Mark Nightingale and Alistair White- The Sound of Jay and Kai
(Woodville WVCD 142. CD Review by Frank Griffith)
The two -trombone with three rhythm format, in which trombonists JJ Johnson (Jay) and Kai Winding made several albums in the period 1954-1969, is one that is not often heard these days, so all credit to trombonists Mark Nightingale and Alistair White for exploiting this combination, with a crack trio: fleet-fingered yet varied piano stylist, Graham Harvey, the ever-reliable and melodic Alec Dankworth on bass. and ubiquitous drummer Clark Tracey. The listener hearing his driving beat realizes quickly that we are in good hands.
This equally matched “bonesome” is hardly lonesome for excitement and verve as both trombone men possess prodigious techniques coupled with fully rounded and emotive sounds that lift the music well off the paper that it was written on. I must confess to having the occasional difficulty telling them apart initially, although one does detect a grittier tonal quality and somewhat more of a swagger in Nightingale’s solos compared to White’s winsome “sparklularity” and vertically swinging melodic approach. Furthermore, this recording was done in the excellent acoustic of the Norden Farm Centre for the Arts in Maidenhead. What an intelligent move that was as the refreshingly open and live quality that results most likely would have been difficult to establish in a studio setting.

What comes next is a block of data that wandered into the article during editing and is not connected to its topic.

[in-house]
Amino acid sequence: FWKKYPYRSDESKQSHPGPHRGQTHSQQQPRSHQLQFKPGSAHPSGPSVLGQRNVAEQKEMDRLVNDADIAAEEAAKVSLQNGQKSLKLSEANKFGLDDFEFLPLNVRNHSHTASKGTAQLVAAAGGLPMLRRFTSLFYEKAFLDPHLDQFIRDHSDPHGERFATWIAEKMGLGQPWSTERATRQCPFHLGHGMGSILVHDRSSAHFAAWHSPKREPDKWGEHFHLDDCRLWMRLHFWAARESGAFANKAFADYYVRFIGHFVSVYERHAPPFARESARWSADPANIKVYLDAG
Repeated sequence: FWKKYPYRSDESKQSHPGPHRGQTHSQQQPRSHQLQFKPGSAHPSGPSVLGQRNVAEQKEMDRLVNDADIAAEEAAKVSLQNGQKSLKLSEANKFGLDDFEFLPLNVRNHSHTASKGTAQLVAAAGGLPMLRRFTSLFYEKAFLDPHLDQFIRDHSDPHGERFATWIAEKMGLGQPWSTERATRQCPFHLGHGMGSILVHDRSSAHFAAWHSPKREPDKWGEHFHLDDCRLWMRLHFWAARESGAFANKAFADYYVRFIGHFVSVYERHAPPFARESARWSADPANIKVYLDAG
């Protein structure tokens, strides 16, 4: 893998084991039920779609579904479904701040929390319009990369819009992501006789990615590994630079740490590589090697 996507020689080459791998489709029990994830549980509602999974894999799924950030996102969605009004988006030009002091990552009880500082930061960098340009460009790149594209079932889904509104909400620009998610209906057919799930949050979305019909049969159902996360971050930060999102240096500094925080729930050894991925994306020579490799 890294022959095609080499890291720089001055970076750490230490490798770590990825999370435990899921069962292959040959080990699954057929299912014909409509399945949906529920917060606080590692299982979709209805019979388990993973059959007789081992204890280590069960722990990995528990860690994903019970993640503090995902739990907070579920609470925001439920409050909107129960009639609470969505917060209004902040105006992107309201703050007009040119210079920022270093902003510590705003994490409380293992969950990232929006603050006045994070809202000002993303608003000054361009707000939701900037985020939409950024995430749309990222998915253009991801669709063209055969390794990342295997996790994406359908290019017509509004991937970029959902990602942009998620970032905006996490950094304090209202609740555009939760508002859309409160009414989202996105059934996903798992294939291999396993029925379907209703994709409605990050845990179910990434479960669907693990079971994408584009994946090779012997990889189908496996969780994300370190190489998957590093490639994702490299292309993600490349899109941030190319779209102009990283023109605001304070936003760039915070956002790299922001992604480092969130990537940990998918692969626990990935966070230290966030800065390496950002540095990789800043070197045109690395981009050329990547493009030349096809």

Each of the twelve tracks is equally brilliant in its own way, and the sheer variety of material on offer here deserves praise. Originals by JJ Johnson, Mark Nightingale and the late, Allan Ganley, along with chestnuts from the pens of the likes of Porter, Rodgers, Kern, Noble and Coward. The Great ‘Britamerican’ Songbook if you like. Nightingale’s slow-paced and understated treatment of Cherokee provides an excellent platform for the lyrical bass-work of Dankworth. Similarly, his Blues On The House with its vocalised mutings and interplay amongst the troops coupled with Harvey’s groovy solo left this houseguest fully satisfied.
Jay and Kai indeed, and M and A celebrate this legacy, circa 1958 or so, to the letter(s). Another fine offering from Alan Barnes’ exemplary Woodville label, keeping this vital music alive.